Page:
Open Journal of Social Sciences
Vol.07 No.01(2019), Article ID:89996,12 pages

The Impact of Local Community Participation on Branding Ethnic Tourism Destination: A Case Study of House Renovation in Jiaju Tibetan Village

Xianmin Mai1, Chuntao Wu2*, Tingting Zhang1, Zhixiang Zhou1, Haiyan Zhong1

1School of Urban Planning & Architecture, Southwest Minzu University, Chengdu, China

2School of Tourism, Sichuan University, Chengdu, China

Copyright © 2019 by author(s) and Scientific Research Publishing Inc.

This work is licensed under the Creative Commons Attribution International License (CC BY 4.0).

Received: December 13, 2018; Accepted: January 15, 2019; Published: January 18, 2019


Jiaju Tibetan Village, located in Danba country, Sichuan province, is a newly developed ethic tourism destination. Based on the case study of house renovation and reconstruction, this paper studies the processes of local community participating in tourism development, and analyzes the impacts of local community’s participation on forming destination image as well as destination brand. The study methods applied in this paper are building measurement, questionnaire survey and interview with villagers. The results show that villagers have focused on selecting the icons of Gyarong Tibetan culture during the process of house re-construction and presented these icons to the tourists. It is found out that local community has contributed to Jiaju village by selecting a plain destination image and building a higher quality brand. Also, villagers have improved their living environment through the house reconstruction.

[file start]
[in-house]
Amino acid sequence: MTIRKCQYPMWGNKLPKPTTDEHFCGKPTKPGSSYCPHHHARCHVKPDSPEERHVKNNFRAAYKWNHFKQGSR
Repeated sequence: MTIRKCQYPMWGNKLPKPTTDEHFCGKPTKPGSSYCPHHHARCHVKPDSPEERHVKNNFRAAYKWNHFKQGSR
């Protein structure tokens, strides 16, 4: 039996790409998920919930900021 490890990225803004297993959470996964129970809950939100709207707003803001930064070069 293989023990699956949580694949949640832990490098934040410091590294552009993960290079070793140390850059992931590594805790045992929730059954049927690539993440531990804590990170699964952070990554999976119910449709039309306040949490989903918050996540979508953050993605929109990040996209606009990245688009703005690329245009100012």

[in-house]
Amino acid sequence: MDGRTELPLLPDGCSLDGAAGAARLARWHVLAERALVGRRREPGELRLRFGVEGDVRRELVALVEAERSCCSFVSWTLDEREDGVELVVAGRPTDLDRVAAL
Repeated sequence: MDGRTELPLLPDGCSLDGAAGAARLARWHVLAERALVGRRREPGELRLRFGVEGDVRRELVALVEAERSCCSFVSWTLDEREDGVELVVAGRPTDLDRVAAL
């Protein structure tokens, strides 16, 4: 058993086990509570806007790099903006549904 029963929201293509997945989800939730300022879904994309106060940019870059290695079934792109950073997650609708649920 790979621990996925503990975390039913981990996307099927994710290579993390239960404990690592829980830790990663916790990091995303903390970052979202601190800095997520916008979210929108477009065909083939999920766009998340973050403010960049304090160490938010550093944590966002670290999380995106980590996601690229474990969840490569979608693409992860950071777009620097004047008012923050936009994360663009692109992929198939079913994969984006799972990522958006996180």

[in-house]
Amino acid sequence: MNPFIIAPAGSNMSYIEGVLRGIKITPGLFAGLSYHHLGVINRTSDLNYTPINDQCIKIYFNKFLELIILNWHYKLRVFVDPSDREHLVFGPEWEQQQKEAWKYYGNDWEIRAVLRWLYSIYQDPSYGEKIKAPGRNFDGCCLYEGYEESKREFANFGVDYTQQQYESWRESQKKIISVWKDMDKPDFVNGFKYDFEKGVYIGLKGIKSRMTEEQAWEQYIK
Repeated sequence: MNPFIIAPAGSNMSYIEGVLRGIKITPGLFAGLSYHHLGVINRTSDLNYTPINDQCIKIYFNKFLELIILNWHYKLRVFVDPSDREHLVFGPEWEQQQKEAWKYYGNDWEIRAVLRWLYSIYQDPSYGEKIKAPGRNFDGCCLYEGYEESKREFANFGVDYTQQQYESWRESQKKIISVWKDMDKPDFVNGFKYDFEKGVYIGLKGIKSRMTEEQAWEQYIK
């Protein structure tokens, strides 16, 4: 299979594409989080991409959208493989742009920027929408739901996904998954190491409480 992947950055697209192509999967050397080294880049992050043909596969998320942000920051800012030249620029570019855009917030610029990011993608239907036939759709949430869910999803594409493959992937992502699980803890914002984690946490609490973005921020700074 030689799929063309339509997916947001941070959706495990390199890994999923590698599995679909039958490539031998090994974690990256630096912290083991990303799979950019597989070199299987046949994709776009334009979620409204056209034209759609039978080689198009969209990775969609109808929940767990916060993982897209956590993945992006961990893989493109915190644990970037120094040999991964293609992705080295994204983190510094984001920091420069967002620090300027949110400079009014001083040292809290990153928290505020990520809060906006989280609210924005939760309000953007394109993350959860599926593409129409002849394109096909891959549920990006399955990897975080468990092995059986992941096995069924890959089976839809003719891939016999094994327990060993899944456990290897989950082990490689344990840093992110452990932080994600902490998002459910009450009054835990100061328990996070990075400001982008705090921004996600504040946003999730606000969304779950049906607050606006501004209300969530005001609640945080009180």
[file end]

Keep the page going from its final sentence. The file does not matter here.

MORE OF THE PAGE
House Reconstruction, Destination Management, Host Community, Destination Images, Ethnic Tourism, Village

1. Introduction

Jiaju Tibetan Village is located at Danba county, Sichuan province in China. It covers an area of about 5 square kilometers. It is a typical Gyarong Tibetan Village, mainly including 3 hamlets, and most of the residents are Gyarong Tibetan. Jiaju means “100 families” in Tibetan language, and according to our field investigation, there are totally 149 families in Jiaju Tibetan Village. The Gyarong Tibetan dwellings in the village are colorful and unique in shape, and are laid out along the hillside in a free-form layout. It was listed as one of the 6 most beautiful villages of China by Chinese National Geographic in 2005.

Because of its remote geographical position, this village keeps a relatively intact landscape for a long time. At the end of the 20th century, with the advent of a small amount of self-help tourists, a budding tourism development has begun in Jiaju Tibetan Village. The government compiled the Tourism Development Planning Outline in the year 2000, started to build a rural road in 2001, and began selling tickets for entering the village in 2002. The government has also put forward a “Reformation and Construction” project to encourage villagers to remodel the interior of the houses, for which the villagers are responsible for the cost by themselves. According to the introduction of the village head Gui Hua, in 2011, more than 98 houses has engaged in the work of the tourist reception. At the same time, the amount of tourists increased from less than 100 people per year in 1999 to more than 100 thousands in 2012.